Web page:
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In his unhappy end, not unmindful of the rare genius of the mechanician, the republic decreed him a stately funeral. It was resolved that the great bell¡ªthe one whose casting had been jeopardized through the timidity of the ill-starred workman¡ªshould be rung upon the entrance of the bier into the cathedral. The most robust man of the country round was assigned the office of bell-ringer.

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But, unfortunately for the success of this masterly smuggler, one of his crew is a weak-pated fellow, who, having drank somewhat freely ashore, goes about the gun-deck throwing out profound, tipsy hints concerning some unutterable proceeding on the ship's anvil. A knowing old sheet-anchor-man, an unprincipled fellow, putting this, that, and the other together, ferrets out the mystery; and straightway resolves to reap the goodly harvest which the cockswain has sowed. He seeks him out, takes him to one side, and addresses him thus:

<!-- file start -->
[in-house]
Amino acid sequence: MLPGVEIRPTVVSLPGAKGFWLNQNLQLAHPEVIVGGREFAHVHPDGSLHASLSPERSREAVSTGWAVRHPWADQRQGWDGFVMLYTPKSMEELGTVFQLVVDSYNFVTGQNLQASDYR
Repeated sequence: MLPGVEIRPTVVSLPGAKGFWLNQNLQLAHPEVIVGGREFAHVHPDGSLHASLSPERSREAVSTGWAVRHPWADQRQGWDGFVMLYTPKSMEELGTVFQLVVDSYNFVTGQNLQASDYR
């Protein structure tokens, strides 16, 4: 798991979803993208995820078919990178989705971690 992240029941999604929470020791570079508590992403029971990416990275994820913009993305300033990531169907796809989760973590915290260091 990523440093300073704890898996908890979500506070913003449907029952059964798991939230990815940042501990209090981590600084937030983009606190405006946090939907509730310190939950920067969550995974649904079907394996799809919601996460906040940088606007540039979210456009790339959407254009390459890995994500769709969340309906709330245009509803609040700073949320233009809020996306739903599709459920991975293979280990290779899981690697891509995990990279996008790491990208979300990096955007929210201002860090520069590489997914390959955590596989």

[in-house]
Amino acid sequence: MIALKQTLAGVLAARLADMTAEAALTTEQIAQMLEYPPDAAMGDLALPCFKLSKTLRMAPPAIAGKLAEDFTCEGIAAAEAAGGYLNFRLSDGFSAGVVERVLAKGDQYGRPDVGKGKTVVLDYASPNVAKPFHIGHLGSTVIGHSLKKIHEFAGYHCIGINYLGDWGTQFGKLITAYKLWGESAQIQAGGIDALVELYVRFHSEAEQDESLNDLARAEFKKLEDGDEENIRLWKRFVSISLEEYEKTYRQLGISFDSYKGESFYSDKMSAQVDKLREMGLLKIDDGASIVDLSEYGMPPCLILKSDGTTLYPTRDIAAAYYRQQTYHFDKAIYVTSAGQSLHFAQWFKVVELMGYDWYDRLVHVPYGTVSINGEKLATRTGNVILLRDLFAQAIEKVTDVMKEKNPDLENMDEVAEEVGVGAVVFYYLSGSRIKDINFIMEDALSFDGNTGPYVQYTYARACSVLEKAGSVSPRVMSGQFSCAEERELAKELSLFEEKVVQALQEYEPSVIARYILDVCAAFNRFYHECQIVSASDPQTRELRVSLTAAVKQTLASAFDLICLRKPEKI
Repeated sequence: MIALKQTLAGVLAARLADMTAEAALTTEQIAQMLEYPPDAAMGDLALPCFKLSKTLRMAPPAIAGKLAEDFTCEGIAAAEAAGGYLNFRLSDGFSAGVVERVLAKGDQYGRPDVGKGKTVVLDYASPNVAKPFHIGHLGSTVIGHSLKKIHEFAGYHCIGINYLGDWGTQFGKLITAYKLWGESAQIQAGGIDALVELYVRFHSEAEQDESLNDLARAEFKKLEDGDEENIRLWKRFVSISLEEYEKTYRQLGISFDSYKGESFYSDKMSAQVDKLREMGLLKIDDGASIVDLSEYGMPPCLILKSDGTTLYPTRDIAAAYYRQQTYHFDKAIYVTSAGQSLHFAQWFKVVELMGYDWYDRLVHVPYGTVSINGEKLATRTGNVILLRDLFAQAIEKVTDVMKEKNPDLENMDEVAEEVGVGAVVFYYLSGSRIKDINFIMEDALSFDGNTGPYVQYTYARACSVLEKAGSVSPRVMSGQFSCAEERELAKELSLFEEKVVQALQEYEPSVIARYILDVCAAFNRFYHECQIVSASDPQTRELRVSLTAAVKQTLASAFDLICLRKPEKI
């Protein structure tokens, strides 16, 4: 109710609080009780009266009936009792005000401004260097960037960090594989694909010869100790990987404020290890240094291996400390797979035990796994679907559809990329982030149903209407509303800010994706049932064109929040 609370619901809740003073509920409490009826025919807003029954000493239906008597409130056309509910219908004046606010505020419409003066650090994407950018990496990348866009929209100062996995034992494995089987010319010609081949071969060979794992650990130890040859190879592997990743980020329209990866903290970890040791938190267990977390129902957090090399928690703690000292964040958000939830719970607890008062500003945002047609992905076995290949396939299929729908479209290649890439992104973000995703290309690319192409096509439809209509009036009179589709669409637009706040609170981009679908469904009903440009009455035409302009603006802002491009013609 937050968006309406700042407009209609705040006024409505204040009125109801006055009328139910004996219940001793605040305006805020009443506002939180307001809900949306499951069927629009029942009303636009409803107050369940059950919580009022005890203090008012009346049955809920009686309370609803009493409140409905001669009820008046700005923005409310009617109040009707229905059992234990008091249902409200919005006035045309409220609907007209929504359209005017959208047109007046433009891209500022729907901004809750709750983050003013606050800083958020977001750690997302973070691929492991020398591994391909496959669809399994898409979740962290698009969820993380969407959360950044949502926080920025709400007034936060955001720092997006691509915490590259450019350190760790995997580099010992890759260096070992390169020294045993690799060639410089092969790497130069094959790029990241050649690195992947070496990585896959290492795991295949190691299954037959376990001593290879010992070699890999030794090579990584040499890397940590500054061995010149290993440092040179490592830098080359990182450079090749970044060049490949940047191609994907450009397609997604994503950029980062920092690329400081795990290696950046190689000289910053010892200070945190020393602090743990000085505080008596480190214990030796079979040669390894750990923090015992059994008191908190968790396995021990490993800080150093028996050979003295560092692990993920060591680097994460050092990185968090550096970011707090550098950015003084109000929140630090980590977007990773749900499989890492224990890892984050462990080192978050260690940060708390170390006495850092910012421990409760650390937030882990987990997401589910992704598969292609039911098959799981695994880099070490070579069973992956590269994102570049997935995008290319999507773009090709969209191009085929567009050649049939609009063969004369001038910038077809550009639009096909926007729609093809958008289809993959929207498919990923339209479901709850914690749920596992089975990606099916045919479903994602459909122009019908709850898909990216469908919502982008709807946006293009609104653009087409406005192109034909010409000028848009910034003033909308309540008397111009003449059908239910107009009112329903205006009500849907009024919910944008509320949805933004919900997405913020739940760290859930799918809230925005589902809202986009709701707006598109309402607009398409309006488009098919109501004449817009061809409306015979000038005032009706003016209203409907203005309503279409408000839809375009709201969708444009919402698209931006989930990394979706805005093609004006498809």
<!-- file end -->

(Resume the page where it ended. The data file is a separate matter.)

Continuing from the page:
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sky3888 top up free 2019£¬The objectors to utilitarianism cannot always be charged with representing it in a discreditable light. On the contrary, those among them who entertain anything like a just idea of its disinterested character, sometimes find fault with its standard as being too high for humanity. They say it is exacting too much to require that people shall always act from the inducement of promoting the general interests of society. But this is to mistake the very meaning of a standard of morals, and to confound the rule of action with the motive of it. It is the business of ethics to tell us what are our duties, or by what test we may know them; but no system of ethics requires that the sole motive of all we do shall be a feeling of duty; on the contrary, ninety-nine hundredths of all our actions are done from other motives, and rightly so done, if the rule of duty does not condemn them. It is the more unjust to utilitarianism that this particular misapprehension should be made a ground of objection to it, inasmuch as utilitarian moralists have gone beyond almost all others in affirming that the motive has nothing to do with the morality of the action, though much with the worth of the agent. He who saves a fellow creature from drowning does what is morally right, whether his motive be duty, or the hope of being paid for his trouble: he who betrays the friend that trusts him, is guilty of a crime, even if his object be to serve another friend to whom he is under greater obligations.[B] But to speak only of actions done from the motive of duty, and in direct obedience to principle: it is a misapprehension of the utilitarian mode of thought, to conceive it as implying that people should fix their minds upon so wide a generality as the world, or society at large. The great majority of good actions are intended, not for the benefit of the world, but for that of individuals, of which the good of the world is made up; and the thoughts of the most virtuous man need not on these occasions travel beyond the particular persons concerned, except so far as is necessary to assure himself that in benefiting them he is not violating the rights¡ªthat is, the legitimate and authorized expectations¡ªof any one else. The multiplication of happiness is, according to the utilitarian ethics, the object of virtue: the occasions on which any person (except one in a thousand) has it in his power to do this on an extended scale, in other words, to be a public benefactor, are but exceptional; and on these occasions alone is he called on to consider public utility; in every other case, private utility, the interest or happiness of some few persons, is all he has to attend to. Those alone the influence of whose actions extends to society in general, need concern themselves habitually about so large an object. In the case of abstinences indeed¡ªof things which people forbear to do, from moral considerations, though the consequences in the particular case might be beneficial¡ªit would be unworthy of an intelligent agent not to be consciously aware that the action is of a class which, if practised generally, would be generally injurious, and that this is the ground of the obligation to abstain from it. The amount of regard for the public interest implied in this recognition, is no greater than is demanded by every system of morals; for they all enjoin to abstain from whatever is manifestly pernicious to society.XXII. THE HIGHLANDER PASSES A WRECKTo return.He said that he is twenty-nine years of age, and broken in [pg 264] body and mind; that when finally dismissed by the court, he shall not return home to Chili, but betake himself to the monastery on Mount Agonia without; and signed with his honor, and crossed himself, and, for the time, departed as he came, in his litter, with the monk Infelez, to the Hospital de Sacerdotes.